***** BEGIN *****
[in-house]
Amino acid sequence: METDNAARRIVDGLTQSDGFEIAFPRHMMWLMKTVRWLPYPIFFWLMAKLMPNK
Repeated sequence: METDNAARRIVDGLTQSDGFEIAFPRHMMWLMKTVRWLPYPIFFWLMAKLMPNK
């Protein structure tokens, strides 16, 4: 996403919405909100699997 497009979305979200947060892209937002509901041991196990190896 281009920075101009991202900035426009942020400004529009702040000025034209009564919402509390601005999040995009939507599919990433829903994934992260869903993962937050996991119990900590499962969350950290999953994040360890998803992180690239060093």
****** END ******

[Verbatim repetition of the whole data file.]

[in-house]
Amino acid sequence: METDNAARRIVDGLTQSDGFEIAFPRHMMWLMKTVRWLPYPIFFWLMAKLMPNK
Repeated sequence: METDNAARRIVDGLTQSDGFEIAFPRHMMWLMKTVRWLPYPIFFWLMAKLMPNK
């Protein structure tokens, strides 16, 4: 996403919405909100699997 497009979305979200947060892209937002509901041991196990190896 281009920075101009991202900035426009942020400004529009702040000025034209009564919402509390601005999040995009939507599919990433829903994934992260869903993962937050996991119990900590499962969350950290999953994040360890998803992180690239060093």